Working solely from the word of Christ, it seems that almost all but poor Christians would fail the test Jesus put to the rich young man.

"Good Teacher, what good thing shall I do that I may have eternal life?"

"If you want to enter into life, keep the commandments."

Christ challenges the rich young man to follow the two greatest commandments (love his neighbor as himself) and love God maximally (devote himself to following Christ).

The young man proves unable to do so. (Matthew 19:16-22)

I don't know any Christian with accumulated wealth (myself included!) who could meet Christ's test.

I've heard every excuse. I'll address some here.

  1. Jesus was addressing that man in particular. It doesn't apply to everyone. By itself, this suggests we can ignore all the epistles (addressed to particular groups) and, arguably anything that wasn't addressed to a general audience.
  2. It only applies to the young rich man because wealth was a problem for him. One: that scope-restriction is not clear from the text. Two: distributing resources to your neighbor without special bias to yourself is upholding the second great commandment, which applies to everyone. Three: If it's not a problem, those appealing to this claim should be able to meet Christ's challenge, but almost none do. (Now, perhaps they could, but because it's not a problem for them, they don't feel the need to do so. But it seems too convenient that this would be true for almost every Christian who has anything.)
  3. But then there would be no room for blessings I haven't read anything that Christ said about leaving room for material blessings beyond what's required for our day to day needs.
  4. Christ finishes his eye-of-the-needle analogy by remarking that it's possible for rich people to be saved That it's possible for a person to be saved, does not mean that it's likely. Fitting a camel through an eye of a needle is impossible (the claim that the 'eye of the needle' is a short gate has been conclusively refuted). The 'but he says it's possible' reply has always reminded me of the line from the movie Dumb and Dumber: "so you're saying there's a chance." It ignores the powerful analogy that's meant to convey that it's all but impossible.

Given that just about everyone who has more than a little to give up would not pass the test of the young rich man, it seems that very few people are saved.

That said, to distribute resources among you and your neighbors with no special bias for yourself as the one with sole say on distribution is often seen as supererogatory. I assume there's a reason why that has become the dominant view.

  1. Are there many with excess resources who are saved (by excess, I mean more than sufficient to meet basic needs)
  2. Why is distributing resources without a self-serving bias considered supererogatory despite the second great commandment?

Any answer well-reasoned from the words of Christ would suffice (regardless of denomination).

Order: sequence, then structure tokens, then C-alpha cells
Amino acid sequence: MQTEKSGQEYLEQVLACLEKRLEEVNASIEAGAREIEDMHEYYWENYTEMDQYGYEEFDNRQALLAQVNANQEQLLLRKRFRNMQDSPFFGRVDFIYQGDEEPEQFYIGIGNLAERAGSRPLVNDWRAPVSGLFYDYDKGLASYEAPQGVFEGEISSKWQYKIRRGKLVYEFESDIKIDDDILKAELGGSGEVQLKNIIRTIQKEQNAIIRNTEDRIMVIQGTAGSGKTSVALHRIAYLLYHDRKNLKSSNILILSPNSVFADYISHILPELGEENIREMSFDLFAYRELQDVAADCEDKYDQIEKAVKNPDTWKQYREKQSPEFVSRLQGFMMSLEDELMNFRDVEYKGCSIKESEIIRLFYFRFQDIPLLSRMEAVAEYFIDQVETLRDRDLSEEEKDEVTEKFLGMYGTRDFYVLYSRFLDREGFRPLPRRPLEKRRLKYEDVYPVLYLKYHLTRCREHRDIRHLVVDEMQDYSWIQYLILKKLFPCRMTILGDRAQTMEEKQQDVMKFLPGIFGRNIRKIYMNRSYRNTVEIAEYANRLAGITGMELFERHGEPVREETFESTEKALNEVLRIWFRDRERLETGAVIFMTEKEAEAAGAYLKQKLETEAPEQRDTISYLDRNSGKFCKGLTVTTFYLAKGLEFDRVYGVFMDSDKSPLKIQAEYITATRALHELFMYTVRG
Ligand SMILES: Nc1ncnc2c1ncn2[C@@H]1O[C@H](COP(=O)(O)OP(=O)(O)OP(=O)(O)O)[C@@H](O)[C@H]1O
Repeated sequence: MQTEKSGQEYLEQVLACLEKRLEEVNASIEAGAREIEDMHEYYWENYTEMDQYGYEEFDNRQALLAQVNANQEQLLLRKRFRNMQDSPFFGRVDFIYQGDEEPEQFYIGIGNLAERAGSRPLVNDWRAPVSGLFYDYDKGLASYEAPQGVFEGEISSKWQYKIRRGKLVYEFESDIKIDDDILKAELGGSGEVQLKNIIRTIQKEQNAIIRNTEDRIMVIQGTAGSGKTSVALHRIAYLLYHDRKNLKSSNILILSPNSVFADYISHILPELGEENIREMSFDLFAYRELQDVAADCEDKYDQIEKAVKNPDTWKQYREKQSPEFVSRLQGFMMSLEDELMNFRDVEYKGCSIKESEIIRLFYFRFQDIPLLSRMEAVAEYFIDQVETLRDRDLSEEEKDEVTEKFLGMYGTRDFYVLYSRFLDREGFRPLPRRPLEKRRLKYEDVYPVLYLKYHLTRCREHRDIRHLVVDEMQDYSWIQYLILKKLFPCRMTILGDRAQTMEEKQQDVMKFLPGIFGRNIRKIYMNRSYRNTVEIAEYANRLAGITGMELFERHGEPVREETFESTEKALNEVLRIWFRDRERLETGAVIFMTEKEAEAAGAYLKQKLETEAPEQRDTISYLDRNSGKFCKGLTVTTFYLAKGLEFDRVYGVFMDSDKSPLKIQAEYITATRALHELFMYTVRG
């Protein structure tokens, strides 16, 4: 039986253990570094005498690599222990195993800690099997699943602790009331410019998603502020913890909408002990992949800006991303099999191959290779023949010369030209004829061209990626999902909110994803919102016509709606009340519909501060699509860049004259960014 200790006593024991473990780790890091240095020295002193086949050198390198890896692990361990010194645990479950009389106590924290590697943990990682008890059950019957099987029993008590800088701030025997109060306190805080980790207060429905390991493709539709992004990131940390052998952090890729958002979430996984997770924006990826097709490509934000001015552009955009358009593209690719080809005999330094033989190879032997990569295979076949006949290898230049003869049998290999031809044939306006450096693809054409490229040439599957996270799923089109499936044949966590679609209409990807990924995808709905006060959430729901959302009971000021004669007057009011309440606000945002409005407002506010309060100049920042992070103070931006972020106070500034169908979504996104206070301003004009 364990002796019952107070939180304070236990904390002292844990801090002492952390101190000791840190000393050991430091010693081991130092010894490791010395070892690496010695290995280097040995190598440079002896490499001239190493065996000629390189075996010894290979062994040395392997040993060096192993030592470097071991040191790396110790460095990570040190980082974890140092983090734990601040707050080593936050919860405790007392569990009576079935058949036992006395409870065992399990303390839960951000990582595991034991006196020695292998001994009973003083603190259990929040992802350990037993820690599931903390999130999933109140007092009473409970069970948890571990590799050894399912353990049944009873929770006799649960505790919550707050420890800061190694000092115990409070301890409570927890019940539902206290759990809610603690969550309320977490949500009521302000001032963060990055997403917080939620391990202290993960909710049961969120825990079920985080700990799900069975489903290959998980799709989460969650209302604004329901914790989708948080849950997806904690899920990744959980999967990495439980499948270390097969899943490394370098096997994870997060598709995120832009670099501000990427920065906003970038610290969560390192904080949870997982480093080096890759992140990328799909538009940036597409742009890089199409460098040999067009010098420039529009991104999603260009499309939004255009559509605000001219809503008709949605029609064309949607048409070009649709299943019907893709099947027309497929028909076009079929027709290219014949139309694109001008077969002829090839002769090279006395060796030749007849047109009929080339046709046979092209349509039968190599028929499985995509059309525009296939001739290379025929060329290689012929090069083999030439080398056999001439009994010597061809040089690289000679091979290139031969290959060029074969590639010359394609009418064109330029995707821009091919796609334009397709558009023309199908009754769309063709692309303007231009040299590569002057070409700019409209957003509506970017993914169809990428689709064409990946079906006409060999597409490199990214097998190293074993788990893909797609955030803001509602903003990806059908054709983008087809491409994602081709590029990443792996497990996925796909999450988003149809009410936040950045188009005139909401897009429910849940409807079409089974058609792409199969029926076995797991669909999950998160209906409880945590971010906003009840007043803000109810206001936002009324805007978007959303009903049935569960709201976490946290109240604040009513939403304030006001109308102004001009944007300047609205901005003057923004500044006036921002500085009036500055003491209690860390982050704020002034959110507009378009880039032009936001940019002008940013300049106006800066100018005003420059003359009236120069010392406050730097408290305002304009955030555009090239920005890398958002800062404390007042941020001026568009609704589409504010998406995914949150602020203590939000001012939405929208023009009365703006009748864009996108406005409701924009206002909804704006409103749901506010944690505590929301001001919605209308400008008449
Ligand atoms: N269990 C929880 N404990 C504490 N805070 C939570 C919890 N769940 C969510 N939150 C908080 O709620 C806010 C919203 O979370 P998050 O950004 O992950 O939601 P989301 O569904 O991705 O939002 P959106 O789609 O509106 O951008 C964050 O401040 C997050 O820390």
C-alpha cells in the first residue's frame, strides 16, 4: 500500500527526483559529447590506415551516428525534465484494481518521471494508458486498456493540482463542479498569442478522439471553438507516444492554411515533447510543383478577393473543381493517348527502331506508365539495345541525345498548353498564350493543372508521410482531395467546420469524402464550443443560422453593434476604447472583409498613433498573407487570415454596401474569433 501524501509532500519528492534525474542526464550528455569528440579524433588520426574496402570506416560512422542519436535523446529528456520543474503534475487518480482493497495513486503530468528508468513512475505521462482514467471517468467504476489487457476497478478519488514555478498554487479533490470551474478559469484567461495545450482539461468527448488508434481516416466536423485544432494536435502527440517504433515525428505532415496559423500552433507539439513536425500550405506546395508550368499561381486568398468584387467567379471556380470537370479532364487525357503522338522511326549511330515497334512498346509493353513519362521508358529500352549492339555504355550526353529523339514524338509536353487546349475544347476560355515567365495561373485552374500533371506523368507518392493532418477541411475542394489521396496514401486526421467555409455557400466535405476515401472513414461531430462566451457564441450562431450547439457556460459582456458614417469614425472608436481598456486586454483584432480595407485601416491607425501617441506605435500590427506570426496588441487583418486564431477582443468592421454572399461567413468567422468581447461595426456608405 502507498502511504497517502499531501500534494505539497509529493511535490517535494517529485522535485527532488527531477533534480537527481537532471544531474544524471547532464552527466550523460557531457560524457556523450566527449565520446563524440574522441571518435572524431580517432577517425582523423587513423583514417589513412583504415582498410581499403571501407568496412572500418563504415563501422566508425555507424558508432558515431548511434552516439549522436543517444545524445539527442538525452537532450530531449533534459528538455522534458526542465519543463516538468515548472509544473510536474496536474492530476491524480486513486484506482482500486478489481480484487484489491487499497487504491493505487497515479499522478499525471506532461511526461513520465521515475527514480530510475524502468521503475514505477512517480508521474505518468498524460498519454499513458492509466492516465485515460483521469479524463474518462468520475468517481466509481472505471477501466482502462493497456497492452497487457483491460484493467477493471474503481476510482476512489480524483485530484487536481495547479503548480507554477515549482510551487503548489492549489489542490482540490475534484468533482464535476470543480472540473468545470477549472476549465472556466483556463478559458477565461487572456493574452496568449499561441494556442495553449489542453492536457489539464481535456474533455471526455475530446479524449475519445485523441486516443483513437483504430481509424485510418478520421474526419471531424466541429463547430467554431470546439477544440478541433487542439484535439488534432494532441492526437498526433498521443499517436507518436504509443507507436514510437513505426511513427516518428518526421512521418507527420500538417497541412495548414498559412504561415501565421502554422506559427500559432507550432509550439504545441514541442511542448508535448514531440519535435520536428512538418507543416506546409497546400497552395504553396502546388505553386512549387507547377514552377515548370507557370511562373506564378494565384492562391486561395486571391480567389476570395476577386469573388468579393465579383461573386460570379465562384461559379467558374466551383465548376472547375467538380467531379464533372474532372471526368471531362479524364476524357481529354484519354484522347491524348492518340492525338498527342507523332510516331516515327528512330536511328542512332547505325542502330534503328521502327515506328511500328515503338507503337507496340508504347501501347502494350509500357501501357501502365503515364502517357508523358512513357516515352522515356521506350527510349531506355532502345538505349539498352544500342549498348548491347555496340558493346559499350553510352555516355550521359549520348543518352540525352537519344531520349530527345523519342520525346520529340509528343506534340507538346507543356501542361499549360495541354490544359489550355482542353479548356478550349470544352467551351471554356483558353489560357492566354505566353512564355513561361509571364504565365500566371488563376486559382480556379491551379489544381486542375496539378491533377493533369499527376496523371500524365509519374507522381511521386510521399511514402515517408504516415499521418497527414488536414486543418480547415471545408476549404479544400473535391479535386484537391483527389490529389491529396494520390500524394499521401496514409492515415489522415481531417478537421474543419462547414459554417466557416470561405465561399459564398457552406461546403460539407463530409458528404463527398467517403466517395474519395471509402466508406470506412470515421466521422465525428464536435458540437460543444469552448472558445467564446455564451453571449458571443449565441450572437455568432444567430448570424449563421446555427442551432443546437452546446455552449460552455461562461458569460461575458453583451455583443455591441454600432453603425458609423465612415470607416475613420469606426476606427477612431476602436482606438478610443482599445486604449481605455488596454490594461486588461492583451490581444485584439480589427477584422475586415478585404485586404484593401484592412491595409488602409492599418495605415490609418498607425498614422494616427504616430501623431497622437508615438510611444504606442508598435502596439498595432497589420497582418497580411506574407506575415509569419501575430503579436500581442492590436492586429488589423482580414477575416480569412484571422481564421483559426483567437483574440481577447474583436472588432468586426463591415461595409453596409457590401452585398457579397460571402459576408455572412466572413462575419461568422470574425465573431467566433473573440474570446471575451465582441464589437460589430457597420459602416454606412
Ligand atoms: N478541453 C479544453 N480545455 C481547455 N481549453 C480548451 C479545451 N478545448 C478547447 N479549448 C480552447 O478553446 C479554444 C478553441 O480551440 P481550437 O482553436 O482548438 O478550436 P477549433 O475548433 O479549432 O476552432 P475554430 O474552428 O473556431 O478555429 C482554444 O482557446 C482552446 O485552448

• 1
    accumulated wealth (non-poor) seems very vague. Which denomination's viewpoint are you asking? the statement distribute resources among you and your neighbors...seen as superogatory needs context/source
    – depperm
    Aug 1 at 15:11
  • 1
    @Hal says "The question means to ask whether someone can have more than they need while their neighbor has less than they need and still call herself a Christian.", but the question is actually "Is anyone with accumulated wealth saved?". I'd say that King David and Joseph of Arimathea are two examples of "anyone", so the answer is obviously "yes". Aug 1 at 18:37
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    Isn't Abraham's wealth attributed to God's benevolence, yet possessing this wealth would be his damnation? It doesn't add up.
    – fгedsbend
    Aug 1 at 23:36
  • 1
    The start of the question seems to contradict a later part of the question: "it seems that almost all but poor Christians would pass the test" vs. "I don't know any Christian with accumulated wealth (myself included!) who could meet Christ's test." The first says that only poor Christians fail; the second says that non-poor Christians fail. Aug 3 at 13:11
  • 1
    @ribs2spare That's my view. However, most Christians find it unacceptable. So it was useful here.
    – Hal
    Aug 14 at 17:15

8 Answers 8


To answer the OP, yes.

Keep reading! In the next paragraph Jesus explains. The point of the parable is to show it is impossible for people to be right with God, regardless of their status, wealth, works, etc.

Let's take a closer look.

Jesus says, follow all the commandments.

The young man saith unto him, All these things have I kept from my youth up: what lack I yet? Mt 19:20

Uh, huh, sure. So, Jesus presses him to sell everything. Follow Christ.

The rich young ruler won't do that either.

The disciples are astonished. Why? They are probably wealthy also, having boats, servants, etc. Verse 25:

When the disciples heard this, they were greatly astonished, saying, “Who then can be saved?”

And verse 26:

But Jesus looked at them and said, “With man this is impossible, but with God all things are possible.”

Salvation is a gift from God. You are saved by grace through faith in Christ (Eph 2:8).


OP: "I don't know any Christian with accumulated wealth (myself included!) who could meet Christ's test."

As mentioned, that's the point.

  • 1
    Yes, this is exactly the answer Jesus gives the disciples.
    – Nacht
    Aug 1 at 22:58
  • 5
    And then in verse 27, as a response to being told that it's not up to them, but it's up to God, Peter actually does the thing that was asked of the Rich Young Man. This is the order of things: we are saved, therefore we do good works, not the other way around.
    – Nacht
    Aug 1 at 23:05
  • Granted, this answer is from a Reformed perspective.
    – Nacht
    Aug 1 at 23:05